Pride and Prejudice
Pride and Prejudice is a novel by Jane Austin first published on 1813-01-28. The story is set in England in 1812 and follows the Bennet family as they interact with their friends, neighbors, and potential husbands for the Bennet daughters. A large part of the story revolves around social manners, and how they often mask a person's true identity with superficial kindness contrasted with how an ill-mannered person can have genuine kindness.
I decided to read this book in order to better acquaint myself with female authors and famous literature. I knew about how famous Austin is, and have seen film adaptions of some of the books before reading this. I haven't seen an adaption of Pride and Prejudice, but I did wee Pride and Prejudice and Zombies, which actually helped me follow the plot.
I don't own this book, but I finished the Kate Reading audio book on 2019-11-05.
— This section contains spoilers! —
- The entailed estate being sought after by William Collins sets up some interesting tension and urgency, although, not much ever comes from it.
- The book paints a pretty clear picture of what life was like for semi-rich English people in the early 1800s. Although, since I know little about that time period, I can't speak to the accuracy.
- I do like the large vocabulary employed by Austin, and it's especially impressive for such a young author.
- Some of the characters are interesting in a despicable sort of way (Lady Catherine de Bourgh and William Collins are both particularly wretched), but I found most of them to be either dull or obnoxious. Mrs. Bennet, for example, is downright annoying.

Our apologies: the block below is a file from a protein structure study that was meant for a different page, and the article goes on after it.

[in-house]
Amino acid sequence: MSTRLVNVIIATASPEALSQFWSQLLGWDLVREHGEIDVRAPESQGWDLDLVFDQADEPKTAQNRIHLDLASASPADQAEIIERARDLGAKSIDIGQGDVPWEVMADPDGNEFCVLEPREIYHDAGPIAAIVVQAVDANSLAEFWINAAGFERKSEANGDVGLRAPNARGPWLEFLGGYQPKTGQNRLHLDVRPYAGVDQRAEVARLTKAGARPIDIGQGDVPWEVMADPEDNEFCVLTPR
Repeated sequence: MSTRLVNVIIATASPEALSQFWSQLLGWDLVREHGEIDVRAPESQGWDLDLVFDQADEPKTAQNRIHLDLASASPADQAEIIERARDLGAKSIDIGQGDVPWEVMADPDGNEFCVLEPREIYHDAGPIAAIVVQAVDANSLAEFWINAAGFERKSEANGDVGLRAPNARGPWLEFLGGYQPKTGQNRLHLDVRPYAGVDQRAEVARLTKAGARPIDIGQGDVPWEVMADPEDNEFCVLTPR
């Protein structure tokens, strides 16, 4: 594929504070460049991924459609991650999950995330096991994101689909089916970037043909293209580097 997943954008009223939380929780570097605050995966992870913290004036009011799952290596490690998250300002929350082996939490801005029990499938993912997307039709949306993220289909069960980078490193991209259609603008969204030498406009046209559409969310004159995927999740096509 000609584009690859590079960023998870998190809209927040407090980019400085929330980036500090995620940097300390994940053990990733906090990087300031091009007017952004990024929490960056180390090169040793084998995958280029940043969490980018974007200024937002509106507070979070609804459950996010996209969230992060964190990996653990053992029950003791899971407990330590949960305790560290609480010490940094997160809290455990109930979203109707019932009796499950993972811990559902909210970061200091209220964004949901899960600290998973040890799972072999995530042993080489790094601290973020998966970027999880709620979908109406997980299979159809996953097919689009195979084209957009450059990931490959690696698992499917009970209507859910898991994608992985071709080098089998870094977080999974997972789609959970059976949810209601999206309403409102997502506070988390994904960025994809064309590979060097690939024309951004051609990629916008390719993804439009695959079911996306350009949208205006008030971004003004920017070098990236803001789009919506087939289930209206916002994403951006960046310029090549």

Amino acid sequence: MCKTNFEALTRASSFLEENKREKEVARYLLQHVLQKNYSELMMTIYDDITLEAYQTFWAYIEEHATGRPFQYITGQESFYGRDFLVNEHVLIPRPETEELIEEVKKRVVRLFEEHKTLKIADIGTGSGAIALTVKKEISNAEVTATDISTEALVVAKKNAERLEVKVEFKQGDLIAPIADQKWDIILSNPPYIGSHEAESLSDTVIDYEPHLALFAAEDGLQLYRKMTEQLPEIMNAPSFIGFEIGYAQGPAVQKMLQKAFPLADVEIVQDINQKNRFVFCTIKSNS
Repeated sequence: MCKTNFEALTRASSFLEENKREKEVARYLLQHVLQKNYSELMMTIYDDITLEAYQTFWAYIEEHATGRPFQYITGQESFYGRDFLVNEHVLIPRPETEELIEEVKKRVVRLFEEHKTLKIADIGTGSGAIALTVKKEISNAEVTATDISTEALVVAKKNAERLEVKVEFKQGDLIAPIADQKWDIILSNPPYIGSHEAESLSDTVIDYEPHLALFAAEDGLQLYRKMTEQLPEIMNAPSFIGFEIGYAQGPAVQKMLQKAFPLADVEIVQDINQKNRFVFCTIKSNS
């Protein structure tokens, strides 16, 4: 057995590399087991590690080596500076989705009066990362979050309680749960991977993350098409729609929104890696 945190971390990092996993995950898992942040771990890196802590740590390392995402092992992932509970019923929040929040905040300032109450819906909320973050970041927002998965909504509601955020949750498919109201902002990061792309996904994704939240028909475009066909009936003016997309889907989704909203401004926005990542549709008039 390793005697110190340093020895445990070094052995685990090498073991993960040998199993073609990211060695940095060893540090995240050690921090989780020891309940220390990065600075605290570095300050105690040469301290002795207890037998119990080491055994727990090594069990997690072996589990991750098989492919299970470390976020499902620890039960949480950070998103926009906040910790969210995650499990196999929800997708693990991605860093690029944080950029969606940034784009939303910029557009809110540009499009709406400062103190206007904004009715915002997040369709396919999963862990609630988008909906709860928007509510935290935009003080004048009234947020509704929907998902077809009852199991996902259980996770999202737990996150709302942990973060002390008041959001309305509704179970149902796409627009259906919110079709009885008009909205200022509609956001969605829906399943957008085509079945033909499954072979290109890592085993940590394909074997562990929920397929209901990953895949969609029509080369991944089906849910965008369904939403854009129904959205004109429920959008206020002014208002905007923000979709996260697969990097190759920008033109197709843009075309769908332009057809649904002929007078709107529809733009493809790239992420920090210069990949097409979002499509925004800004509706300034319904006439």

- Mr. Darcy is presumed to be a scoundrel because he is so standoffish and ill-mannered, then Elizabeth learns that he isn't quite as bad as she thought he was, but, the reality is, even with her incorrect presumptions aside, he's still highly classist and selfish. The good things he does are not because he cares for people he deems below his station, but because he's trying to impress a woman.
- Elizabeth, becomes ashamed of herself for so quickly dismissing Mr. Darcy as a rogue and trusting Wickham, and vows to be less judgmental. Lesson learned, right? Nope! She immediately trusts Mr. Darcy's horrible opinion of Wickham before seeing any proper evidence.
- The oft-repeated claim that Elizabeth should "fix" Mr. Darcy's faults is quite misguided.
- I found the ending to drag on and on, only to abruptly stop with little fanfare.
- I had a very difficult time keeping straight the many characters. Austin provides almost no physical descriptions of any of them, so I never developed a picture of anyone in my head. Without a picture, I could never put a face to a name, and, through most of the book, I was mixing up characters.
- The book is dreadfully dull. It's several hundred pages of a drawn out gossip with some puritan romance thrown in. I stuck with it because the book is so revered, but I found it to be a waste of my time.